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ISSN: 2157-7536
Journal of Steroids & Hormonal Science
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Pharmacokinetics of Dietary Isoflavones

Sabarinath Chandrasekharan*

Department of Biotechnology, PSG College of Technology, India

*Corresponding Author:
Sabarinath Chandrasekharan
Department of Biotechnology, PSG College of Technology
Peelamedu, Coimbatore, Tamil nadu 641006, India
Tel: 919894359811
E-mail: [email protected]

Received date: February 13, 2013; Accepted date: April 18, 2013; Published date: April 26, 2013

Citation: Chandrasekharan S (2013) Pharmacokinetics of Dietary Isoflavones. J Steroids Hormon Sci S12:004. doi:10.4172/2157-7536.S12-004

Copyright: © 2013 Chandrasekharan S. This is an open-access article distributed under the terms of the Creative Commons Attribution License, which permits unrestricted use, distribution, and reproduction in any medium, provided the original author and source are credited.

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Dietary isoflavones; Genistein; Equol; Gut microflora; Pharmacokinetics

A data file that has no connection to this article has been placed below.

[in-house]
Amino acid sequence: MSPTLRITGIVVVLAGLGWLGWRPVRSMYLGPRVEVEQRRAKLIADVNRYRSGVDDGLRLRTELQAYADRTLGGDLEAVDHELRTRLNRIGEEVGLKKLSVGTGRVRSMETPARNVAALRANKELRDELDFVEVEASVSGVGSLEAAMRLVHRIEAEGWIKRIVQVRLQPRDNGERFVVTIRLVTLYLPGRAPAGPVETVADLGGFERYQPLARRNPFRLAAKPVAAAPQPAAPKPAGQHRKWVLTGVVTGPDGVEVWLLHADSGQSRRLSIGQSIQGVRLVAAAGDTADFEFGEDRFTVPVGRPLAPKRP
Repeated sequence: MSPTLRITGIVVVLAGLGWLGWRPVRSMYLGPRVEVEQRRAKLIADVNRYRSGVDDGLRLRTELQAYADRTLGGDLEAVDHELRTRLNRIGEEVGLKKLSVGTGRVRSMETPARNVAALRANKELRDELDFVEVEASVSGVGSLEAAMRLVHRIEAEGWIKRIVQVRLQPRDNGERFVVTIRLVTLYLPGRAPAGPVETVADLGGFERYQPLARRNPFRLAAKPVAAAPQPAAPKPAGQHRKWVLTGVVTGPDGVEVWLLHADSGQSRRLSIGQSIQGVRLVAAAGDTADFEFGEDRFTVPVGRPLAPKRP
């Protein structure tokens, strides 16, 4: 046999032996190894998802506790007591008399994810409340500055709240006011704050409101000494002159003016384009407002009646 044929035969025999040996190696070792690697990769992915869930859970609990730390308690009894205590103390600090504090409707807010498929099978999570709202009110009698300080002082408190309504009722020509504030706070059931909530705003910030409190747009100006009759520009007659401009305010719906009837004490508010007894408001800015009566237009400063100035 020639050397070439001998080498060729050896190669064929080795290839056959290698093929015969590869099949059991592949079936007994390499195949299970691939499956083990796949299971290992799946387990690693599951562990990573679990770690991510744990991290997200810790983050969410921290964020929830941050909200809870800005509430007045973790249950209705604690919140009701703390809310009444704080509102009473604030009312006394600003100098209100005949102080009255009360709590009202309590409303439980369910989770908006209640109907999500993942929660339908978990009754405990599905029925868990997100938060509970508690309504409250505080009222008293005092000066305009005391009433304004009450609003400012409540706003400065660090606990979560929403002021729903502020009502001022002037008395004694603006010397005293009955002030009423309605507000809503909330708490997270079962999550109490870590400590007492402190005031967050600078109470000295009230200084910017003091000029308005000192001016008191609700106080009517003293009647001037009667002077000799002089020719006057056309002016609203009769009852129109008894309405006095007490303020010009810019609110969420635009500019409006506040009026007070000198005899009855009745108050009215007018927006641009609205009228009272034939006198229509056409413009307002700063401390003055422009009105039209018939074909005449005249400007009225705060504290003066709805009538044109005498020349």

Isoflavones are polyphenolic compounds found in many plant families, but especially in some members of the Fabaceae family. It is reported in several agriculturally important legumes such as soy, peanut, green peas, chick peas and alfalfa [1,2]. Soy (Glycine max) beans are exceptionally rich in isoflavones, with an average content of 1-2 mg/gram [3] and constitute the major source for dietary isoflavones. The main isoflavones in soy beans, present in glycosylated form, are genistin, daidzin and glycetin [3,4]. The glycosylation is on the 7th position of Ring A in the isoflavone ring (Table 1). The aglycone form of these isoflavones known as genistein, daidzein and glycitein respectively, are biologically active [1,5]. Biochanin A and formononetin are other isoflavones present in legumes, which can be converted by 4’-O-demethylation to the more potent genistein and daidzein [6]. Red clover (Trifolium pretense) contains Biochanin A and formononetin, in addition to other isoflavones. Kudzu (Pueraria lobata), root used as a condiment in East Asian cuisine and in hangover remedies, contains Puerarin (daidzein 8-C-glucoside) in significant amount [1,7].

A. Isoflavone ring system showing the ring nomenclature and numbering
image   R1 R2 R3
Genistein -H -OH -OH
Daidzein -H -H -OH
Glycitein -OCH3 -H -OH
Formononetin -H -H -OCH3
Biochanin A -H -OH -OCH3

Table 1: Position of Ring A in the isoflavone ring.